Types of HVAC Systems & Troubleshooting

Generator Buying Guide

What does “HVAC” stand for? It’s an acronym for Heating, Ventilation and Air Conditioning, and it’s an essential component of any home. In Canada, most homes use forced-air HVAC systems that deliver warm or cool air from a central heating and/or cooling unit to the rest of the home through a series of air ducts. Each HVAC system has its own advantages depending on overall efficiency, your local climate and whether it will serve all or part of your home.

Which Kind of System is Right For You?

Gas Furnaces

High-efficiency gas furnaces are a reliable, effective way to keep your home warm and comfortable in colder months.

Central Air Conditioners

Energy-efficient, durable air conditioners are the most popular choice for keeping your home cool in warmer months.

Central Heat Pumps

A smart alternative to a central air conditioner, central heat pumps are capable of both cooling and heating your home.

Ductless Systems

Reliable, energy-efficient ductless systems offer effective cooling and heating without the need for ductwork.

High Efficiency Means Long-Term Benefits

When investing in a new, high-efficiency HVAC unit, like a furnace, air conditioner, or heat pump, it’s important to consider the costs of upgrading to more energy-efficient equipment from a long-term perspective.

Save on Utility Bills
Chances are, by the time you’re looking to replace your home heating and cooling system, it’s at least 10 years old. This means there have been significant improvements in energy efficiency since your existing unit was purchased.

Save Further with Other Upgrades
Consider additional improvements, such as upgrading to a smart thermostat or even sealing leaks in your ductwork. These can help your new HVAC system save you money each month.

Look for Rebates and Offers

Governments, utilities and manufacturers sometimes have rebates or other offers on high-efficiency products as an incentive to reduce home energy usage. Ask a Home Depot Installer and visit The Home Depot’s Promotions & Offers to see what’s available in your area.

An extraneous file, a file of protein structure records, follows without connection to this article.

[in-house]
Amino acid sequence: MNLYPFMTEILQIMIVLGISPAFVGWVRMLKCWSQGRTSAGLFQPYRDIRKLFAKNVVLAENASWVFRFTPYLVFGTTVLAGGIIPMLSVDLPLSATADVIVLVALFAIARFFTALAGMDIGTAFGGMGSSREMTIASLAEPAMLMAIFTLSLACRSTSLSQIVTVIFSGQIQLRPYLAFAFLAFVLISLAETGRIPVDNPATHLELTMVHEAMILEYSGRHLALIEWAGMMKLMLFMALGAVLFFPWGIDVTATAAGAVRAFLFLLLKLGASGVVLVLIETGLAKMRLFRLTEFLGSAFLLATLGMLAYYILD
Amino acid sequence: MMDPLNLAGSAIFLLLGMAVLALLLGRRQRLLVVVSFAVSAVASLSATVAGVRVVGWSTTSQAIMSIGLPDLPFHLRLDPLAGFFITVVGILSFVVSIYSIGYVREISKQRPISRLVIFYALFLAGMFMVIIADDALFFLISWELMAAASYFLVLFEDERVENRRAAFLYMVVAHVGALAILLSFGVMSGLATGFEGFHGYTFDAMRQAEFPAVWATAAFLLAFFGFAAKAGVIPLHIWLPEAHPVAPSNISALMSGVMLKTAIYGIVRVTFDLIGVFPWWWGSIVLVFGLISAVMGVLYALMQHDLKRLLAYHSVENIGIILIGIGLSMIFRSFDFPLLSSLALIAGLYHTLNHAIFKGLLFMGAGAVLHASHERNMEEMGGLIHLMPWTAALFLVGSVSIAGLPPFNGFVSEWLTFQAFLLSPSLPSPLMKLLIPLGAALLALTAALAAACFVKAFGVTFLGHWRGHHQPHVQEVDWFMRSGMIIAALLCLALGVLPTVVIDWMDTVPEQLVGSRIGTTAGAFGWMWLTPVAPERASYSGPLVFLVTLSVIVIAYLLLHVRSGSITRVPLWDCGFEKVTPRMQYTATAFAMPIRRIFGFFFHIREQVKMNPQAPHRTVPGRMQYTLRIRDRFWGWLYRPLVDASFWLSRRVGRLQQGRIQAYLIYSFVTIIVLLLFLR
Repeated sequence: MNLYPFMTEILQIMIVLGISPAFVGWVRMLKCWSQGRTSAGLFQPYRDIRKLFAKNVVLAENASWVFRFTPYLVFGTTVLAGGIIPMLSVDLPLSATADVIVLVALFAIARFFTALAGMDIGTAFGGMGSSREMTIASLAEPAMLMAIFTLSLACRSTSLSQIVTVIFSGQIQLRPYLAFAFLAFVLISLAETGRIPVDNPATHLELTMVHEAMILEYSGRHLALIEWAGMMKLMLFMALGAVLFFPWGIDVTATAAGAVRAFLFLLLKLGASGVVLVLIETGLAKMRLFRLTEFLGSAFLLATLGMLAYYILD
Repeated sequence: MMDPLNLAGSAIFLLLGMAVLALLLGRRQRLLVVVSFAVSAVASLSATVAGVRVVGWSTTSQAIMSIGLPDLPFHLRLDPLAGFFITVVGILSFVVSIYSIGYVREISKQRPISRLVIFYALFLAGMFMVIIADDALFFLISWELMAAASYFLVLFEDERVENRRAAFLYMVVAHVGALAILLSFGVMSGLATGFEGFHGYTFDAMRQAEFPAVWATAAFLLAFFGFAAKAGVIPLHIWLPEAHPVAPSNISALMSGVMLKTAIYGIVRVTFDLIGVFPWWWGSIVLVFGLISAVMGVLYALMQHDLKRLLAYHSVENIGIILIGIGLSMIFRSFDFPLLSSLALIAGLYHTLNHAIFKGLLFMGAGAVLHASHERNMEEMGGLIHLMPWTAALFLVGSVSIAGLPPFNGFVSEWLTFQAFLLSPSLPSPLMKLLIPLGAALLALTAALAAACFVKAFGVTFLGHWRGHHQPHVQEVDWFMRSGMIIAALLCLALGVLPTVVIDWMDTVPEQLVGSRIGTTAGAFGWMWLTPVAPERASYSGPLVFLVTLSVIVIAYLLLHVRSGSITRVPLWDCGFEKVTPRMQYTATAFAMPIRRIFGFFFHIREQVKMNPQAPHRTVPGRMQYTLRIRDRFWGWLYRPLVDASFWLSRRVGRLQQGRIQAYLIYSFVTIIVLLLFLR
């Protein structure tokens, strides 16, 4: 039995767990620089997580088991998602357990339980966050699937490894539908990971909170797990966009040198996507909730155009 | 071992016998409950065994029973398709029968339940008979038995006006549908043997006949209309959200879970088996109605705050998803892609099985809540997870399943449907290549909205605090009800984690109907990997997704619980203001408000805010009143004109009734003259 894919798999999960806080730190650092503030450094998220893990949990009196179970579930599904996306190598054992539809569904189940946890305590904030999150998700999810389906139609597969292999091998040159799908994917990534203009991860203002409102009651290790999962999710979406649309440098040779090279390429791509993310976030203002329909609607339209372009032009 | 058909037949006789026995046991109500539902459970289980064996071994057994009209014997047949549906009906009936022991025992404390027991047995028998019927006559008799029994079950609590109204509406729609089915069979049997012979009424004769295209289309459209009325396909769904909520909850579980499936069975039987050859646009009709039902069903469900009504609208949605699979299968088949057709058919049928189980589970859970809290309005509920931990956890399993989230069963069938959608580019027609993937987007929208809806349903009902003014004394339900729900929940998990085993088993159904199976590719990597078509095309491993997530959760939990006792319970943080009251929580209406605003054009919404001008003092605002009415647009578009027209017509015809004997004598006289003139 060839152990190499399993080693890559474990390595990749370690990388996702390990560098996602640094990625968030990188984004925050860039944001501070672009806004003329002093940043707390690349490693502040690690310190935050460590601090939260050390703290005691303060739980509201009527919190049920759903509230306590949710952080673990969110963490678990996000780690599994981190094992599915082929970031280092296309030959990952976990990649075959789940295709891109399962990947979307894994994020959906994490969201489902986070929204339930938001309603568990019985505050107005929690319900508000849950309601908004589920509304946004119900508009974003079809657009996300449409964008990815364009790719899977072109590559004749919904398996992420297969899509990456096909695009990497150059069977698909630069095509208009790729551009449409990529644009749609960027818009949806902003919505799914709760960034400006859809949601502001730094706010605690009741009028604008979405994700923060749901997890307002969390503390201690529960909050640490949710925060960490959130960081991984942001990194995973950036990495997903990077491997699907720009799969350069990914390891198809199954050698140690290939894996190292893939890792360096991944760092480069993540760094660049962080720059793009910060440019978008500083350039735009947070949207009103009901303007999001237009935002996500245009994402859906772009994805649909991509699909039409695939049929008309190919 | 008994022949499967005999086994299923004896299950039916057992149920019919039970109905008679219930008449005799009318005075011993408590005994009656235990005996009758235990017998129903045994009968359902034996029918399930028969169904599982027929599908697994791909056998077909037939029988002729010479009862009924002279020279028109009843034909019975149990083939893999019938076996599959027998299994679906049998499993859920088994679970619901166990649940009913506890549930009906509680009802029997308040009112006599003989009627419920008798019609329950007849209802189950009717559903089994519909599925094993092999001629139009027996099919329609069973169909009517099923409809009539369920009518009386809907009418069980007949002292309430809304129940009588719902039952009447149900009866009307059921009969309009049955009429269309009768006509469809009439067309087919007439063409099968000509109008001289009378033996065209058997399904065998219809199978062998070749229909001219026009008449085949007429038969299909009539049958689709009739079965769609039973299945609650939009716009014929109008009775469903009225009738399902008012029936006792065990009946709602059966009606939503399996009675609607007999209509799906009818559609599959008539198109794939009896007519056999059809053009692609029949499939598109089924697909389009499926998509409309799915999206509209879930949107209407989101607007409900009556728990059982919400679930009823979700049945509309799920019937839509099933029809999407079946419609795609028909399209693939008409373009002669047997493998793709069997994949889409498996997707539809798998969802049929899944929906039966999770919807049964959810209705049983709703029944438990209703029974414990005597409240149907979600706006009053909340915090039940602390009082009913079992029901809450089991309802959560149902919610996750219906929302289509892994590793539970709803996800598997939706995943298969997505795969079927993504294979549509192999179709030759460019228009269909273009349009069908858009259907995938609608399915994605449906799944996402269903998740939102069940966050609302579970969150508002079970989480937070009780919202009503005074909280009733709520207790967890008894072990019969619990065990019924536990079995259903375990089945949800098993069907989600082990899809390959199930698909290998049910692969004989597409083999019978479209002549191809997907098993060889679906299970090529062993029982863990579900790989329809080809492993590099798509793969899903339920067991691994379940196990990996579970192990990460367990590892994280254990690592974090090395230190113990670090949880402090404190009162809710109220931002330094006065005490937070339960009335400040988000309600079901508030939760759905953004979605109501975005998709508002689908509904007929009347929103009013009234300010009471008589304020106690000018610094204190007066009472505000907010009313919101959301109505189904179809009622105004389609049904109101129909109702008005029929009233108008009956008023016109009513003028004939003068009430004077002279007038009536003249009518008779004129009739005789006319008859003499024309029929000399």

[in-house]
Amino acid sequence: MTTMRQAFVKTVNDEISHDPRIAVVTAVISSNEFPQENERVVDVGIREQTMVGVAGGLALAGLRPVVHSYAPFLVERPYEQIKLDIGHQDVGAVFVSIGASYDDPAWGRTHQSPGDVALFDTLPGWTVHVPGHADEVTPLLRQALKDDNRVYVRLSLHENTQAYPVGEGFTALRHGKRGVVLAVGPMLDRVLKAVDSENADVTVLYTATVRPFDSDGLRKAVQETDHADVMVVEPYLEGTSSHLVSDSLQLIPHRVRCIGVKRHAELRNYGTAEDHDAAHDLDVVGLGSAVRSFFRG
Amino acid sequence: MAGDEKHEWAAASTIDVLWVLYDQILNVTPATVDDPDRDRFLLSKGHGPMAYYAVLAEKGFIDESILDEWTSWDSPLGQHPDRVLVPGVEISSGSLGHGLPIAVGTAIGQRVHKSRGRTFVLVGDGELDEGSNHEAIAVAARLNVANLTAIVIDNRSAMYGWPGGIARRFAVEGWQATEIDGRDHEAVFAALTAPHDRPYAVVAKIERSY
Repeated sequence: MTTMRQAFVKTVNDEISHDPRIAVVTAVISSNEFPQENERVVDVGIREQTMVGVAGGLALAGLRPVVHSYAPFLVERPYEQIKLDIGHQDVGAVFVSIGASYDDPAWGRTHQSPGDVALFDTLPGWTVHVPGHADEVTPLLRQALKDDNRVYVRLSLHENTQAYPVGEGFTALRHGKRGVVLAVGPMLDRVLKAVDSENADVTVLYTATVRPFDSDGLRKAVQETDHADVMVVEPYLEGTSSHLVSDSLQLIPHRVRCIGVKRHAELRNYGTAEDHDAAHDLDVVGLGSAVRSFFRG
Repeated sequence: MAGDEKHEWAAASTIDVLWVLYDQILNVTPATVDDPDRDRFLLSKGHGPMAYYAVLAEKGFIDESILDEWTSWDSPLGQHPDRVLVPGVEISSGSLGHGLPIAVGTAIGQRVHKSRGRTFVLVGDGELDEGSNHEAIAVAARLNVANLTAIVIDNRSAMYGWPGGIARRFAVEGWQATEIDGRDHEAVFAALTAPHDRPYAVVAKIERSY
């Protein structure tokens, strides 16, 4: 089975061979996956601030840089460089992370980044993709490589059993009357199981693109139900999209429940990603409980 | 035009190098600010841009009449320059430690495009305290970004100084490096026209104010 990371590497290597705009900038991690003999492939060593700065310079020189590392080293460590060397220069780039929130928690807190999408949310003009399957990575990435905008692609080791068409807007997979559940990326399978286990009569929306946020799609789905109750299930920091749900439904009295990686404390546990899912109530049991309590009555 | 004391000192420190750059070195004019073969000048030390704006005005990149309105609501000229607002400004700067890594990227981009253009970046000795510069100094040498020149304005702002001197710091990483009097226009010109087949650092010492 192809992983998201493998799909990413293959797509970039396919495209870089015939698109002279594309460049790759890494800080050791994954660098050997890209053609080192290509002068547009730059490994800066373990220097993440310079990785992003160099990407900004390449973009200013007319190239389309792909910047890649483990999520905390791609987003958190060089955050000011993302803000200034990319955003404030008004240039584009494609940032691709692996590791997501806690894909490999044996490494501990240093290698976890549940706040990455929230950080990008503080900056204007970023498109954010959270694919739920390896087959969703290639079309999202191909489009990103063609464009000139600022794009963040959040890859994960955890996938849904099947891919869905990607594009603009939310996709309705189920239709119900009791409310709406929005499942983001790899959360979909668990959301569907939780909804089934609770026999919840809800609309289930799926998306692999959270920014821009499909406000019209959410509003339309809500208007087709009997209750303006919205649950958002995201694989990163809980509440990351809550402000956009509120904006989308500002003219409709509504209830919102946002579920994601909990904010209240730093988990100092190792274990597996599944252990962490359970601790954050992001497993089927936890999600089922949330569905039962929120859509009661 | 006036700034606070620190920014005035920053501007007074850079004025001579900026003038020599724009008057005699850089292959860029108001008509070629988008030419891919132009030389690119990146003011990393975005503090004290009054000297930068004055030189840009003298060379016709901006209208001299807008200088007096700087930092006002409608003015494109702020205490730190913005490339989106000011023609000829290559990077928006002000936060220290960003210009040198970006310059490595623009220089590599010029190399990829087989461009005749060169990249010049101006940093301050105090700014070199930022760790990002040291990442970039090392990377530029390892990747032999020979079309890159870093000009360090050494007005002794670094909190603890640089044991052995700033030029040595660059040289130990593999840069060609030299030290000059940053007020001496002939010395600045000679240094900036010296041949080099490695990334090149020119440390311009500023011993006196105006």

5 Simple Home HVAC Troubleshooting Tips

Nobody wants to be left scrambling to find a heating or air conditioning repair person in the peak of summer or the dead of winter. Here are some simple HVAC troubleshoots to try before making the call.

1 Check Switches and Breakers

  • Check the furnace on/off switch
  • Check the circuit breakers to make sure they’re on
  • Make sure the front cover of your furnace is securely shut. Some units won’t run unless the cover is secured

2 Check your Thermostat

  • If your HVAC system stops working, it could be the thermostat is either not programmed to your desired temperature – or perhaps not even set to run at all
  • Make sure your system is set to “heat” or “cool”, and that the set temperature is high or low enough to trigger the system to turn on

3 Replace your Dirty Air Filter

  • A dirty air filter makes it harder for air to circulate through your HVAC system and may even prevent it from operating
  • Replacement air filters are affordable and easy to install yourself. They should be replaced every 3-4 months

4 Check your Humidifier Settings

  • If humidity is too high or too low, your humidifier may not be working properly
  • Check the humidistat settings. It should be switched off in summer
  • Check the humidifier damper switch is set to “Summer” (closed) or “Winter” (open), depending on the season

5 Check your Ductwork and Air Registers

  • Leaky ductwork makes it harder for your HVAC system to distribute air effectively
  • Blocked or closed air vents can cut off entire rooms from air circulation, while vents left open in unused rooms can divert the air away from where it is needed.
  • Sealing gaps in ductwork and adjusting air vents can significantly improve airflow in your home    
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